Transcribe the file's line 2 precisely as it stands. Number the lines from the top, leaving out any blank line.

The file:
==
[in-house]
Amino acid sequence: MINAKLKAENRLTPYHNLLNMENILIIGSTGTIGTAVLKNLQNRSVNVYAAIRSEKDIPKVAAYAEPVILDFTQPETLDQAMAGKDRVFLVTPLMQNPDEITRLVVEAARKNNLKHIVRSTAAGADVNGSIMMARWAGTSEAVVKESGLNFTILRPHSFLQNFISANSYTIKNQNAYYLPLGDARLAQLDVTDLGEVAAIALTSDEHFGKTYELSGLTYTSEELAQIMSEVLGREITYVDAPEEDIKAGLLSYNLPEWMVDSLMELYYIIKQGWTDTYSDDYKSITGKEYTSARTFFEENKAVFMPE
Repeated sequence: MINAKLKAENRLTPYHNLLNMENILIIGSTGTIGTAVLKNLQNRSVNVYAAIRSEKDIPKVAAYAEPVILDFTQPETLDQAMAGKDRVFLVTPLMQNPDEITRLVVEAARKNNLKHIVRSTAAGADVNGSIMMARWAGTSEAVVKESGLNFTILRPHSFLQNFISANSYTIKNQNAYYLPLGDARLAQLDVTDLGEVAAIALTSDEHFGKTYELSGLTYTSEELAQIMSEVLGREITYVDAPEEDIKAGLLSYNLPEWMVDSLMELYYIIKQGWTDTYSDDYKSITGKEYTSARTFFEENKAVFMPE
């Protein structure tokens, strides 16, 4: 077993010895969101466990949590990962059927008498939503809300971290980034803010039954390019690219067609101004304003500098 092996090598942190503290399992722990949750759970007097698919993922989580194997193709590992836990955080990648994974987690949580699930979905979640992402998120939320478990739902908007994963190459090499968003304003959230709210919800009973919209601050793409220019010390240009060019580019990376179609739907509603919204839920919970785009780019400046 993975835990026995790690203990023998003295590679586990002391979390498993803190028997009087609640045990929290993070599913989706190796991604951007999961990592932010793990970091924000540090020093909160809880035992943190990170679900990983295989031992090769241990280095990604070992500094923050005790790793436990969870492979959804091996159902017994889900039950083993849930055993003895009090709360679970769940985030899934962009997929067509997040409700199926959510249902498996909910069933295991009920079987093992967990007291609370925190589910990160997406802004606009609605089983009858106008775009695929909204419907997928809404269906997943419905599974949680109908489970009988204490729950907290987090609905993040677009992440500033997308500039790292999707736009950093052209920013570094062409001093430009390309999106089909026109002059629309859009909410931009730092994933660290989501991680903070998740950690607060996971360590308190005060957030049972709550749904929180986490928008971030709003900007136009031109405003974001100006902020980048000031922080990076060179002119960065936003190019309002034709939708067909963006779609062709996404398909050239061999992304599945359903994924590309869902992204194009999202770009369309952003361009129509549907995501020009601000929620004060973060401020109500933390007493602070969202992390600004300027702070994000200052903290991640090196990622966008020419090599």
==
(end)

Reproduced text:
Amino acid sequence: MINAKLKAENRLTPYHNLLNMENILIIGSTGTIGTAVLKNLQNRSVNVYAAIRSEKDIPKVAAYAEPVILDFTQPETLDQAMAGKDRVFLVTPLMQNPDEITRLVVEAARKNNLKHIVRSTAAGADVNGSIMMARWAGTSEAVVKESGLNFTILRPHSFLQNFISANSYTIKNQNAYYLPLGDARLAQLDVTDLGEVAAIALTSDEHFGKTYELSGLTYTSEELAQIMSEVLGREITYVDAPEEDIKAGLLSYNLPEWMVDSLMELYYIIKQGWTDTYSDDYKSITGKEYTSARTFFEENKAVFMPE